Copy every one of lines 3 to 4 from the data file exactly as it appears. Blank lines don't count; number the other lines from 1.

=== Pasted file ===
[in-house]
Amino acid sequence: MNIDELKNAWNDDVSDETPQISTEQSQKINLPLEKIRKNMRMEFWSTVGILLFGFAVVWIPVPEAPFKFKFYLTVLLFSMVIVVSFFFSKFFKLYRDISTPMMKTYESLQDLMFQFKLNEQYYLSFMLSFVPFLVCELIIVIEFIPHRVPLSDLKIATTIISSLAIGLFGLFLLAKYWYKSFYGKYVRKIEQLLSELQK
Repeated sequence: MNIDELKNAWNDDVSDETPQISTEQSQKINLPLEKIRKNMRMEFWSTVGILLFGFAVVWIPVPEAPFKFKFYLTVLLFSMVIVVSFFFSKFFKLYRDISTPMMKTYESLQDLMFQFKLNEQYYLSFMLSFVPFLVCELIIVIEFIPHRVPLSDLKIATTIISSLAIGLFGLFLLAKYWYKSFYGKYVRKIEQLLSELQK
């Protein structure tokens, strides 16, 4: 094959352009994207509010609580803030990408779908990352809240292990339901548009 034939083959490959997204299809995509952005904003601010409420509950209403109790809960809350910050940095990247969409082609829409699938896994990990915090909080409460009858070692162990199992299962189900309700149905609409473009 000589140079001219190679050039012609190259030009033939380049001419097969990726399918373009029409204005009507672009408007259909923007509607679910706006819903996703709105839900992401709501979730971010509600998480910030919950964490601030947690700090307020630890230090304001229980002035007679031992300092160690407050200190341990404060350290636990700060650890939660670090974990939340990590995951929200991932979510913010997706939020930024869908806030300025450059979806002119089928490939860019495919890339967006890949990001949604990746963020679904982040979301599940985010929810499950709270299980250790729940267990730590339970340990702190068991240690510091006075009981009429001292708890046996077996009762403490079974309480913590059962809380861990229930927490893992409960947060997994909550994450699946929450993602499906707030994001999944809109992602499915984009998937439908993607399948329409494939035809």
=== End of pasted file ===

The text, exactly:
Repeated sequence: MNIDELKNAWNDDVSDETPQISTEQSQKINLPLEKIRKNMRMEFWSTVGILLFGFAVVWIPVPEAPFKFKFYLTVLLFSMVIVVSFFFSKFFKLYRDISTPMMKTYESLQDLMFQFKLNEQYYLSFMLSFVPFLVCELIIVIEFIPHRVPLSDLKIATTIISSLAIGLFGLFLLAKYWYKSFYGKYVRKIEQLLSELQK
């Protein structure tokens, strides 16, 4: 094959352009994207509010609580803030990408779908990352809240292990339901548009 034939083959490959997204299809995509952005904003601010409420509950209403109790809960809350910050940095990247969409082609829409699938896994990990915090909080409460009858070692162990199992299962189900309700149905609409473009 000589140079001219190679050039012609190259030009033939380049001419097969990726399918373009029409204005009507672009408007259909923007509607679910706006819903996703709105839900992401709501979730971010509600998480910030919950964490601030947690700090307020630890230090304001229980002035007679031992300092160690407050200190341990404060350290636990700060650890939660670090974990939340990590995951929200991932979510913010997706939020930024869908806030300025450059979806002119089928490939860019495919890339967006890949990001949604990746963020679904982040979301599940985010929810499950709270299980250790729940267990730590339970340990702190068991240690510091006075009981009429001292708890046996077996009762403490079974309480913590059962809380861990229930927490893992409960947060997994909550994450699946929450993602499906707030994001999944809109992602499915984009998937439908993607399948329409494939035809």